Your dog must wear an identity disk or tag on his or her collar or harness while in a public place i.e. anywhere outside your property. Even if your dog is microchipped, this law still applies.

  • The tag must have, at the very least, your surname and address on it; a contact telephone number is optional.
  • There is a fine of up to £5000 that may be given if your dog is in a public place and not wearing some form of identification. This applies regardless of whether you are with your dog or not.

Dog Law ID Tag

Who Can Implant A Microchip?

Microchip implantation can be performed by a qualified veterinary nurse or vet during a routine consultation, or by a student veterinary nurse under direct supervision of a qualified nurse or vet.

They can also be implanted by someone who has completed a training course and been assessed and certificated in microchip implantation techniques.

How Much Will A Microchip Cost?

Most Microchip implanters charge between £9.00 and £25.00 to microchip a pet.

The implanter should register your pet’s details with the database for you when your pet is microchipped.

The Microchip database company may offer you an optional extended membership for around £16.00, which will enable you to log in and change your contact details at any time.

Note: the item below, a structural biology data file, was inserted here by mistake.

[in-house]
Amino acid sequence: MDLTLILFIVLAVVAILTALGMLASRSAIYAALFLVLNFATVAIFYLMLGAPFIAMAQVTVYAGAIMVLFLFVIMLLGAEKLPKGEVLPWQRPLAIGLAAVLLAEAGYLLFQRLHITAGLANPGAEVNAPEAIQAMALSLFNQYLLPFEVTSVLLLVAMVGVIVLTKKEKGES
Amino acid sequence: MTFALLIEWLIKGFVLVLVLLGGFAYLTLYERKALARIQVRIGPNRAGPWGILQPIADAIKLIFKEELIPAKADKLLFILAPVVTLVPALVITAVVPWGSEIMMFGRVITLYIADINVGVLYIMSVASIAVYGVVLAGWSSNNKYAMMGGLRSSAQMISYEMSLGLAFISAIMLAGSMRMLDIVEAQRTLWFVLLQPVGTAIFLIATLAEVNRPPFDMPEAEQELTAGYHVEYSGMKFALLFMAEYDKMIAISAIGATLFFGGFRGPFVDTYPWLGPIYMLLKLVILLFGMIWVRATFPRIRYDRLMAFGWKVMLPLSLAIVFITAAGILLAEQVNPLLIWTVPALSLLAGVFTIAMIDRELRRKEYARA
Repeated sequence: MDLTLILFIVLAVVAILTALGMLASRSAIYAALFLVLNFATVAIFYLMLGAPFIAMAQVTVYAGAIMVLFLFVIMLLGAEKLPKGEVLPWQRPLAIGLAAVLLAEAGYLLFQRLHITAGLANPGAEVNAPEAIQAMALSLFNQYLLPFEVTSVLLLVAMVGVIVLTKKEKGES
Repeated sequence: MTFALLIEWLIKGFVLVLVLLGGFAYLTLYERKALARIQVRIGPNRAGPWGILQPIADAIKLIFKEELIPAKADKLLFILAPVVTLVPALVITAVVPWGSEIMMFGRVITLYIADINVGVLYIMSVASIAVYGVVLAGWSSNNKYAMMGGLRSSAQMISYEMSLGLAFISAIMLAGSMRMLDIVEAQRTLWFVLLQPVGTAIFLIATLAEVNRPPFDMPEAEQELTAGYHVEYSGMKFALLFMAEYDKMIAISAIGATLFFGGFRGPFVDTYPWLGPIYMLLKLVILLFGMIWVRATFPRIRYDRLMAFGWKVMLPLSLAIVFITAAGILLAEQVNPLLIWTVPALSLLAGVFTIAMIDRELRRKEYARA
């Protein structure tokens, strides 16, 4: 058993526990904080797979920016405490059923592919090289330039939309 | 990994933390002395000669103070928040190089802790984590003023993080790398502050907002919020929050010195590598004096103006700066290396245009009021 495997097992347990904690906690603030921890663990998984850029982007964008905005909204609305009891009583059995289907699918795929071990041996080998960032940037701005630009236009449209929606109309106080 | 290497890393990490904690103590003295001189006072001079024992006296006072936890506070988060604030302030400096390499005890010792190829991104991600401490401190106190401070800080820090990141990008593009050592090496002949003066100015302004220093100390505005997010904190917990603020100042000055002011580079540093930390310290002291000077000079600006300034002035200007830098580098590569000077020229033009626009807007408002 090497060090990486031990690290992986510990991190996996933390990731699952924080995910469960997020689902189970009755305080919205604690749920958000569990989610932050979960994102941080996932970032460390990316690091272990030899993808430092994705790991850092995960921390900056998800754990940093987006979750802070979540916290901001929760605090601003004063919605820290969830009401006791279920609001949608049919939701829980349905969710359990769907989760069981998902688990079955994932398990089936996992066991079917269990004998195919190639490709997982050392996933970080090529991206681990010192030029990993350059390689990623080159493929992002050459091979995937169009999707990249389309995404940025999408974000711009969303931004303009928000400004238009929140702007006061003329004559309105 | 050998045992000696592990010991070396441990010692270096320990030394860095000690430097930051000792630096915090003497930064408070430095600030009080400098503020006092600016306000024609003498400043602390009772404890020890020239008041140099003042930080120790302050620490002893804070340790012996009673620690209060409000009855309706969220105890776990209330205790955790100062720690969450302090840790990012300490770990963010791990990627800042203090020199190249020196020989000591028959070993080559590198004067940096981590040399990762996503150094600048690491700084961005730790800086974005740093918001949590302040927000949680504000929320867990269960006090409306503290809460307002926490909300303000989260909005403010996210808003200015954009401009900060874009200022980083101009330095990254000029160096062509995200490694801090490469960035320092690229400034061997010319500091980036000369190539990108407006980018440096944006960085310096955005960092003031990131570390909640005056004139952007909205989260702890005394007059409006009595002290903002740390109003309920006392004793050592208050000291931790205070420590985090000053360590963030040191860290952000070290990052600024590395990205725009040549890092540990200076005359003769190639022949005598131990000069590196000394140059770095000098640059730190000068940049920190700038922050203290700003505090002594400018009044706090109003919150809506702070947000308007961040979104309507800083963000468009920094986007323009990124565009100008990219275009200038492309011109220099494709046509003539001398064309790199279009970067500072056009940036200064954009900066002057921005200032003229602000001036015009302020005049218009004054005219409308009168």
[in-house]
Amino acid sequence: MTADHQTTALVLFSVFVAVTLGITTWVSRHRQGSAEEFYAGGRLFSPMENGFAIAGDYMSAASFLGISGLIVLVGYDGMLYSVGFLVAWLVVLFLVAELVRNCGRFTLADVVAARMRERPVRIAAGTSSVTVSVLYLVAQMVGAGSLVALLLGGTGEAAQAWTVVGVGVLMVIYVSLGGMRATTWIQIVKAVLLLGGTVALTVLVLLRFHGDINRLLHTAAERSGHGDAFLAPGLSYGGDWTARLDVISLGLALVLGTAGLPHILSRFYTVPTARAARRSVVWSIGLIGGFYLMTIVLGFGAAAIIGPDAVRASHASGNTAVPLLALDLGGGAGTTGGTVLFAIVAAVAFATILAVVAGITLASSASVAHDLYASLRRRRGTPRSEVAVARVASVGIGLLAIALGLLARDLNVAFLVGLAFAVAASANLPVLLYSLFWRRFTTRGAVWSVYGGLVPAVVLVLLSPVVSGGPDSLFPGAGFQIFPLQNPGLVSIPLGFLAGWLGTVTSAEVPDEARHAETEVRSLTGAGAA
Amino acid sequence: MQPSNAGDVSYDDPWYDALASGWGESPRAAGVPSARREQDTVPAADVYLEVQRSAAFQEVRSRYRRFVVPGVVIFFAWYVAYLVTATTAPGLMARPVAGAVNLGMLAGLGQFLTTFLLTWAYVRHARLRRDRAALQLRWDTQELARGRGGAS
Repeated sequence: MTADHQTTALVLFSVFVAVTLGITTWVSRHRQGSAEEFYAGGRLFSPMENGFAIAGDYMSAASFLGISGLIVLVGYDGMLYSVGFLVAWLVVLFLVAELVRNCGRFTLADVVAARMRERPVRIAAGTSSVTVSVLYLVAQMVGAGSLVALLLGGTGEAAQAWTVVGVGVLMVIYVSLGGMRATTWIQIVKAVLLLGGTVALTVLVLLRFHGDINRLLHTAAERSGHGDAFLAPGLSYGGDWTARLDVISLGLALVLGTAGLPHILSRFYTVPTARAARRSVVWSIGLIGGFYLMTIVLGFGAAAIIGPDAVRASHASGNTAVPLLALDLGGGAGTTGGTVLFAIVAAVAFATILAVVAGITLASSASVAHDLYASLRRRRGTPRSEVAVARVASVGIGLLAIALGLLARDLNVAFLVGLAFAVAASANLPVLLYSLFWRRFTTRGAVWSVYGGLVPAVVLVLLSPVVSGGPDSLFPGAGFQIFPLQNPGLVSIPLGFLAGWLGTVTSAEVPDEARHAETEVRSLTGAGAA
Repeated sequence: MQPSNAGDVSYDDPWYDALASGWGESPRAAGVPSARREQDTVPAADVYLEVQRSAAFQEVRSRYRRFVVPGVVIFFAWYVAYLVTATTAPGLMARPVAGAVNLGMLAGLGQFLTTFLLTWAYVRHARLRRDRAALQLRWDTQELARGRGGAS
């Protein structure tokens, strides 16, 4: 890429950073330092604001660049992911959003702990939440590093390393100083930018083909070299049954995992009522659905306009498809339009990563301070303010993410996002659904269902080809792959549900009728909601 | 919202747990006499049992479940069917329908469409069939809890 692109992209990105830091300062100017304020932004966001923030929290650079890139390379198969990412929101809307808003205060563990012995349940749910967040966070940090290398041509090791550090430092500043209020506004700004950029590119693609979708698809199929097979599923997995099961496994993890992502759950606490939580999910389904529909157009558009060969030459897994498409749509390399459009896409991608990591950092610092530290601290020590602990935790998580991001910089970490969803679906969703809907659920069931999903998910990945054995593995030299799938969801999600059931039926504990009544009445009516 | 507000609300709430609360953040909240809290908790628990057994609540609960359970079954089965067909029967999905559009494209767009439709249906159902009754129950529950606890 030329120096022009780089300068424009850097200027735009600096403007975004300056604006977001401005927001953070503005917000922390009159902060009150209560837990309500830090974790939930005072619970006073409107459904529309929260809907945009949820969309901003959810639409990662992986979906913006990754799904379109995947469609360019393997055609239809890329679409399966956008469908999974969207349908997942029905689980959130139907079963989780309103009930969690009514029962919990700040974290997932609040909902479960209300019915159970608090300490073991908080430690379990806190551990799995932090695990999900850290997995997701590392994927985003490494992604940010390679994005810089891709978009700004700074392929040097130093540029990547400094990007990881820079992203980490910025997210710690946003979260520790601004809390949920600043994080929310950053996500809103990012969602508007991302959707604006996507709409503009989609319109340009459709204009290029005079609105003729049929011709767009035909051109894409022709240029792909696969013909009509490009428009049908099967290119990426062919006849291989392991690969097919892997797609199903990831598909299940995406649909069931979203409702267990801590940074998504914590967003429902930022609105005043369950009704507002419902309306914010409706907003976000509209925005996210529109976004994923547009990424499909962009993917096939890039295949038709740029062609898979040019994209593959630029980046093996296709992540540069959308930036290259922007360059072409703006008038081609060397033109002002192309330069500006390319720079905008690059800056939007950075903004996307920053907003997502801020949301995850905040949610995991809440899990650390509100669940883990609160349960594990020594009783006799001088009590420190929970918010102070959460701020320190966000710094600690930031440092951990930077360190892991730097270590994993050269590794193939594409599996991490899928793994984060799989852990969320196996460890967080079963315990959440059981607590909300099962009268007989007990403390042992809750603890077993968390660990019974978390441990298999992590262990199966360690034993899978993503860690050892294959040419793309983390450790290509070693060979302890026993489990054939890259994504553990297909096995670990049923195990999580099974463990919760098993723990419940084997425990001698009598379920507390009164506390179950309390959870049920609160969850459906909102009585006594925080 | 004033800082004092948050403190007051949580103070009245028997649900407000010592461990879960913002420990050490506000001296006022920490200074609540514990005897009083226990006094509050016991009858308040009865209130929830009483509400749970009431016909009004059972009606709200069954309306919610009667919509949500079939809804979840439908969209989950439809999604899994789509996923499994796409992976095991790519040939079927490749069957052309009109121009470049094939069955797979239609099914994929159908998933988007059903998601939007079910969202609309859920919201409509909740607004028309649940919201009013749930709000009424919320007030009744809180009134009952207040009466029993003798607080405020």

Will It Hurt and Is It Safe?

Some animals may feel a slight and temporary discomfort during the procedure, but this is far outweighed by the benefits of having a microchip. Most animals do not react at all.
The material that surrounds the microchip is bio-compatible, which means that it is non toxic and should not do any damage to your pet’s body or cause any kind of allergic reaction.


Further Information

If you would like to have your pet microchipped or have any questions, then please contact your veterinary practice to make an appointment or talk to them over the phone. You could also read:

The importance of Microchipping your pet

How Microchips Work

Dog Breeder’s Guide To Microchipping

Approved Microchip Registration Database companies

There are currently several microchip databases operating in the UK. When a pet is microchipped, registration paperwork is supplied and should provide the information you need to know about the database your pet is registered with.